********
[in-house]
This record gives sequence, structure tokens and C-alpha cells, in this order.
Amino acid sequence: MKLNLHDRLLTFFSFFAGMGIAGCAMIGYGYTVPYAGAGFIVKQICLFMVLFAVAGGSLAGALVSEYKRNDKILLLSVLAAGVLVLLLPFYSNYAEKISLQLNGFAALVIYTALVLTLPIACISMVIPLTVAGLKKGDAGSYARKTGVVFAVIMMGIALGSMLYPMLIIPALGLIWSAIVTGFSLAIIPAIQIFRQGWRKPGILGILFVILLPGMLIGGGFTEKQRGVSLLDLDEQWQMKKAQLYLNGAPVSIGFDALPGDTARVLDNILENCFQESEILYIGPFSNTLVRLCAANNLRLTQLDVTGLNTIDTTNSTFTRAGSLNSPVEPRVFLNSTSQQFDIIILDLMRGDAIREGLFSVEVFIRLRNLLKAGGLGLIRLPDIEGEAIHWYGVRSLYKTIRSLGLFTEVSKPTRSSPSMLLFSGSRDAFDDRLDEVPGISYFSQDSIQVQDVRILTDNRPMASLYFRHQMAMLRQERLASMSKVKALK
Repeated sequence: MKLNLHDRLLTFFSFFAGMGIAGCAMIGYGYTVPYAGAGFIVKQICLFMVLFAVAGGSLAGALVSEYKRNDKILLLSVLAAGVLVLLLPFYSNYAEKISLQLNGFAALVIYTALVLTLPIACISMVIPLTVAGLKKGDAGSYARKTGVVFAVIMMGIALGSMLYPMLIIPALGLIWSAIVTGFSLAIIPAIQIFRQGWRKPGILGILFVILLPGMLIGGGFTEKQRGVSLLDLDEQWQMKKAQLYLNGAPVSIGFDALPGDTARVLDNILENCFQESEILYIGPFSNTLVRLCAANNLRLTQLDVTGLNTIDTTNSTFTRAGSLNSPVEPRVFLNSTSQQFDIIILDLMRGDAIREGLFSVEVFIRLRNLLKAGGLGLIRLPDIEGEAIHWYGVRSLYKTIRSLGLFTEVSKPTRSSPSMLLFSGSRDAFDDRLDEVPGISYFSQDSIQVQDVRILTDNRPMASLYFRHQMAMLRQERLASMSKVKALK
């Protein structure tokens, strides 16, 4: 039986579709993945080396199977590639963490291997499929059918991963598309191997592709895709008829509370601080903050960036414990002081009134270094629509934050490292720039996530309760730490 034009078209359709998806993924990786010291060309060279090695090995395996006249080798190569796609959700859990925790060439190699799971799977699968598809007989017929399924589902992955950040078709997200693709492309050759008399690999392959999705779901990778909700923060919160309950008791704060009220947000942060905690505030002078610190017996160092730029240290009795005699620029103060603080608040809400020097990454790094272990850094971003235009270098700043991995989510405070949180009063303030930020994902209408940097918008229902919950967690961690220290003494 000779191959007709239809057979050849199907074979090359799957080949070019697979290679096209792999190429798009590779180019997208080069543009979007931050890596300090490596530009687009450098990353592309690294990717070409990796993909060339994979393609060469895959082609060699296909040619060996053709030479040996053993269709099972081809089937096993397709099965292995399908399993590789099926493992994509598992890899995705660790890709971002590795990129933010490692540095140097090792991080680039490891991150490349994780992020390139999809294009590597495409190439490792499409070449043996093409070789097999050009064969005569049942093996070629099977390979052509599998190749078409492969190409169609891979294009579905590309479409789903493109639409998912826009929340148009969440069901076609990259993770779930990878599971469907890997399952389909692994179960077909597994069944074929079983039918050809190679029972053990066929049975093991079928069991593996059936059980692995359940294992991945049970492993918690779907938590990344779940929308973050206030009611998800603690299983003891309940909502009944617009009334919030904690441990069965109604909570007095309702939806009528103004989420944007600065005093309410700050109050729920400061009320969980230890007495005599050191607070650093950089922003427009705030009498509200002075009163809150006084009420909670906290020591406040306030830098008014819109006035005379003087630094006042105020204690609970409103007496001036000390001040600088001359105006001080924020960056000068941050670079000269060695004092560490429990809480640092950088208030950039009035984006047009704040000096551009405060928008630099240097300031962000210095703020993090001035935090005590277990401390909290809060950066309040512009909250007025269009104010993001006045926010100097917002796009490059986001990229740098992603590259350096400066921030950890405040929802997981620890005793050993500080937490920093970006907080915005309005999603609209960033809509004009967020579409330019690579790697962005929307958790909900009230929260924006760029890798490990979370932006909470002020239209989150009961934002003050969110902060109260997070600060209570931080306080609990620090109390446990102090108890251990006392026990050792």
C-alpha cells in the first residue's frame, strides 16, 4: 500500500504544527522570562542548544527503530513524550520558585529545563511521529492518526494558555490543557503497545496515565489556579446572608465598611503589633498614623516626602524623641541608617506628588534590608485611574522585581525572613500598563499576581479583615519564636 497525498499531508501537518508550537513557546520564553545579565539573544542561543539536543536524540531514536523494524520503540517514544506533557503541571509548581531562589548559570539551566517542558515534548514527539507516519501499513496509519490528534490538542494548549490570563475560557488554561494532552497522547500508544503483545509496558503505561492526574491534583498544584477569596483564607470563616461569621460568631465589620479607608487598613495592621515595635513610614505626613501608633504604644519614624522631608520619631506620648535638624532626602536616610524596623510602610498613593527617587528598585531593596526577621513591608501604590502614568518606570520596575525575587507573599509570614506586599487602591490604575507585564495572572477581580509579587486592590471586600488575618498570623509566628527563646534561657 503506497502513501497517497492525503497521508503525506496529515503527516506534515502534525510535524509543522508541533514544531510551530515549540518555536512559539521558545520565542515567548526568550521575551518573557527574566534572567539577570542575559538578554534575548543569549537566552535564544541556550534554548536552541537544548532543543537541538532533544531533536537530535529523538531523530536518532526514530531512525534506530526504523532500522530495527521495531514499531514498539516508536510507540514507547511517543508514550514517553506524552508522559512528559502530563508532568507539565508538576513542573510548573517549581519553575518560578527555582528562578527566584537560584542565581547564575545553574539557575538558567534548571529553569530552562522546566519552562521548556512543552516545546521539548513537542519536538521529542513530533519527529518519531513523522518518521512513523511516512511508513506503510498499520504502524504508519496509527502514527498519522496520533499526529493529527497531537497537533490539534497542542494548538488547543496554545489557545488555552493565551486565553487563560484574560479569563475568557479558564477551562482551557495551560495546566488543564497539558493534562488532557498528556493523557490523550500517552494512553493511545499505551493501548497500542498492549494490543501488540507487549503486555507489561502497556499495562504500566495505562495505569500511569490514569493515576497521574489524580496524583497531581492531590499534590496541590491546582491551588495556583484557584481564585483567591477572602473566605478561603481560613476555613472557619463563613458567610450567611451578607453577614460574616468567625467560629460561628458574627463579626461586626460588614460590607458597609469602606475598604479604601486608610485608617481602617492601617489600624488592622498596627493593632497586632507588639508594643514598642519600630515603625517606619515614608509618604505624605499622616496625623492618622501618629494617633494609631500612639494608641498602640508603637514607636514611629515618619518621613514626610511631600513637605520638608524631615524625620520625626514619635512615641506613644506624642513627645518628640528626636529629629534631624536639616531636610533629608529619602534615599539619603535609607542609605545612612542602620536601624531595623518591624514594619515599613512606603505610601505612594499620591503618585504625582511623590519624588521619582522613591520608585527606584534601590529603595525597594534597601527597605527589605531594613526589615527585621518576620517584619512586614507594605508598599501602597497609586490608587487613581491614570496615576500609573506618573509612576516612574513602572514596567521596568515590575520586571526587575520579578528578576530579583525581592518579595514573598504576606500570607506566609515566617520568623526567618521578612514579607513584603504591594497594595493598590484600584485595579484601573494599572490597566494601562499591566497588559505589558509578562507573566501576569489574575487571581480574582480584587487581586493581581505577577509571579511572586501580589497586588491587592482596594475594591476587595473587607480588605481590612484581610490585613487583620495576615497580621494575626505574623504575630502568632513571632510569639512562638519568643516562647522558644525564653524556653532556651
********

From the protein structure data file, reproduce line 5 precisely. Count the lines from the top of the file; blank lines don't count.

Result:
């Protein structure tokens, strides 16, 4: 039986579709993945080396199977590639963490291997499929059918991963598309191997592709895709008829509370601080903050960036414990002081009134270094629509934050490292720039996530309760730490 034009078209359709998806993924990786010291060309060279090695090995395996006249080798190569796609959700859990925790060439190699799971799977699968598809007989017929399924589902992955950040078709997200693709492309050759008399690999392959999705779901990778909700923060919160309950008791704060009220947000942060905690505030002078610190017996160092730029240290009795005699620029103060603080608040809400020097990454790094272990850094971003235009270098700043991995989510405070949180009063303030930020994902209408940097918008229902919950967690961690220290003494 000779191959007709239809057979050849199907074979090359799957080949070019697979290679096209792999190429798009590779180019997208080069543009979007931050890596300090490596530009687009450098990353592309690294990717070409990796993909060339994979393609060469895959082609060699296909040619060996053709030479040996053993269709099972081809089937096993397709099965292995399908399993590789099926493992994509598992890899995705660790890709971002590795990129933010490692540095140097090792991080680039490891991150490349994780992020390139999809294009590597495409190439490792499409070449043996093409070789097999050009064969005569049942093996070629099977390979052509599998190749078409492969190409169609891979294009579905590309479409789903493109639409998912826009929340148009969440069901076609990259993770779930990878599971469907890997399952389909692994179960077909597994069944074929079983039918050809190679029972053990066929049975093991079928069991593996059936059980692995359940294992991945049970492993918690779907938590990344779940929308973050206030009611998800603690299983003891309940909502009944617009009334919030904690441990069965109604909570007095309702939806009528103004989420944007600065005093309410700050109050729920400061009320969980230890007495005599050191607070650093950089922003427009705030009498509200002075009163809150006084009420909670906290020591406040306030830098008014819109006035005379003087630094006042105020204690609970409103007496001036000390001040600088001359105006001080924020960056000068941050670079000269060695004092560490429990809480640092950088208030950039009035984006047009704040000096551009405060928008630099240097300031962000210095703020993090001035935090005590277990401390909290809060950066309040512009909250007025269009104010993001006045926010100097917002796009490059986001990229740098992603590259350096400066921030950890405040929802997981620890005793050993500080937490920093970006907080915005309005999603609209960033809509004009967020579409330019690579790697962005929307958790909900009230929260924006760029890798490990979370932006909470002020239209989150009961934002003050969110902060109260997070600060209570931080306080609990620090109390446990102090108890251990006392026990050792």